Tuesday, September 1, 2015

POV Switches

One of the most frequent mistakes newbie writers make is switching the POV (POV = point of view). 
They tend to start the scene from the point of view of one character, then suddenly switch to another character, then switch back, and forth, and so on and on. 
Gary snatched his mobile and dialed Alex. It couldn’t be true, he was certain, yet he needed to hear it from Alexander, his friend of forty years. It’s not him, he was thinking, counting the seconds. It’s not him.
But as he heard Alex’s hoarse “Yes,” Gary hung up the phone. 
Alexander stared at the screen of his cell phone. It was Gary calling. 
Has anything happened? he wondered, hitting Gary’s number on the quick dial. After almost a minute he had to disconnect. Gary didn’t answer. Staring at the screen of his phone with Alexander’s name flashing across it, he was shaking with anger, with despair and fear. 

Why, Alex? he thought. Why?

We are with Gary in the beginning; we know what’s going on in his head; we see he has a problem. Then we switch to Alex, who is confused and wants to reach Gary on the phone. Then we go back to Gary again. I can assume that in a second we’ll be back with Alex. While a POV switch is not a big crime, it irks the reader. You only need to take a look at negative reviews to see that most of the time they refer to bad editing, silly storyline, or POV switches. Today’s reader wants to stick with one character throughout one scene. It’s alright to tell the story using the POV of different characters, but they will need their separate chapters.

However, you should not confuse limited POV with unlimited POV. The first is when the story is told from just one character’s POV. This can be done with first person narrative (I woke up to the warbling of nightingales. Was it possible? I went to bed in winter, but I sensed spring behind my window. How sweet, I thought. How fortunate.). Or with third person narrative (She was alone again, abandoned and friendless, her stomach a pit of emptiness, ready to consume anything edible or not. I am still alive, she thought. That’s what counts.).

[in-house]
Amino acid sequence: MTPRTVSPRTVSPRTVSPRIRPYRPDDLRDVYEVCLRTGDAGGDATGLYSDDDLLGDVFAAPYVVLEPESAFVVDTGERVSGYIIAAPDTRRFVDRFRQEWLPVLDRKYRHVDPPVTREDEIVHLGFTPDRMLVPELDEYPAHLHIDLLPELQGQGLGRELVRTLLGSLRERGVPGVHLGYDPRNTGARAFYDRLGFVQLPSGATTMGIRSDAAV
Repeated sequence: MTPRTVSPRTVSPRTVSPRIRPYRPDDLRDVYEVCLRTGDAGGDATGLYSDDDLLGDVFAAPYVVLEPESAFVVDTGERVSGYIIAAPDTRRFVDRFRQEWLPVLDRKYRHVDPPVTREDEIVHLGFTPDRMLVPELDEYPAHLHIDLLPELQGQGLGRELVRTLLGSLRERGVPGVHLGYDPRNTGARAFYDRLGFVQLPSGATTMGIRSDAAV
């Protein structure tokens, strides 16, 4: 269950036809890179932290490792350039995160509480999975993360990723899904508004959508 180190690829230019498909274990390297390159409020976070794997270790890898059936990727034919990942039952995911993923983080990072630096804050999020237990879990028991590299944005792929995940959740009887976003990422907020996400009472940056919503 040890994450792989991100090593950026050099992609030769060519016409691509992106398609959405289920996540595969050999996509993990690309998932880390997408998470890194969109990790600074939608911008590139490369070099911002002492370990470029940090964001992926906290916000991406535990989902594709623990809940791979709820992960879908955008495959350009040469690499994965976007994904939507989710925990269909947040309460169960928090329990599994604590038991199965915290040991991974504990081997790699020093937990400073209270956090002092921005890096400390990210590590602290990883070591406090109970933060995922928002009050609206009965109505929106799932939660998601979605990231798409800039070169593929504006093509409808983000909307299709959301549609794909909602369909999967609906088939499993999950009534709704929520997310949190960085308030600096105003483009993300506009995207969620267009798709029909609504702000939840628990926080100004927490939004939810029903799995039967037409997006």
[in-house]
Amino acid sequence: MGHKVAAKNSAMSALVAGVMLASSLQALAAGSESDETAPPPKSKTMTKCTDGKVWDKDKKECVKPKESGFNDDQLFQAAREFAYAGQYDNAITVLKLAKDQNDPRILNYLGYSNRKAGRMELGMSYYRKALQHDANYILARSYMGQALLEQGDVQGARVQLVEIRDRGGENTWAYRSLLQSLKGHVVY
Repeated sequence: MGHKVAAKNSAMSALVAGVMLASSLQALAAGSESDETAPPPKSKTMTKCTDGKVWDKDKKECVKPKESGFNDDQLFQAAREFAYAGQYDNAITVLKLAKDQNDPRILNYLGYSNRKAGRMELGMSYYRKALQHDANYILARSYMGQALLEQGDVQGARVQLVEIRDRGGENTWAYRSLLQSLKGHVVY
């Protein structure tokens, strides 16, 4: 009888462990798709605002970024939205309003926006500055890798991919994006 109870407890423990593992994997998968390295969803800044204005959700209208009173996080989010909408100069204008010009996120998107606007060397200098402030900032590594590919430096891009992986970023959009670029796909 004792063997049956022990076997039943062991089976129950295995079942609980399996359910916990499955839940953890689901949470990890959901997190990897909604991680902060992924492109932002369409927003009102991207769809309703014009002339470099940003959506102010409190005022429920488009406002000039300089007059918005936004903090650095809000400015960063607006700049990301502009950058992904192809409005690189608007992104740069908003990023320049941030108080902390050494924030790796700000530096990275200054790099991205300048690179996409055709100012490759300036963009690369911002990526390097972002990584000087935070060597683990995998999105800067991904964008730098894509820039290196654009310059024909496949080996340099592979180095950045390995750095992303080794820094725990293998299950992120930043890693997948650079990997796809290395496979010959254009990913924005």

Unlimited POV is when the narrative is not limited to one character: Rose was tired, but Kyle kept walking. Her legs were weary; his hadn’t lost half the strength. She was on the verge of crying, but he was determined to reach the base before the sunset. He couldn’t otherwise. Staying outside was perilous. Rose knew that too, but her body didn’t care. It needed rest.

This chapter has unlimited POV, meaning that we see what’s happening to Rose and Kyle at the same time, what they are thinking about, what they want. This is a dangerous route for newbie authors. And we reach an important question here:

Which POV to choose?

I advise the newbie authors to stick to limited POVs. It can be first person narrative or third person narrative, but let the POV be limited, i.e. we see the story through the eyes of one character at a time. If it’s a first POV narrative, then we will be in that character’s head throughout the whole book. But with a third person narrative you can let us see the story through the eyes of more than one character, at the same time you won’t make the mistake of abruptly switching the POVs, which irritates so many readers.

Also, limited POV lets you avoid very short explanatory chapters, when you take us into a secondary character’s head, because you need to clarify things for your reader. But because the character is secondary, you don’t have much to tell your reader and the chapter ends up short and awkward. This might be a bit challenging, as you’ll need to make the things clear through your one or two major characters, but it’s worth it, because your story will be solid, clear, and tidy.

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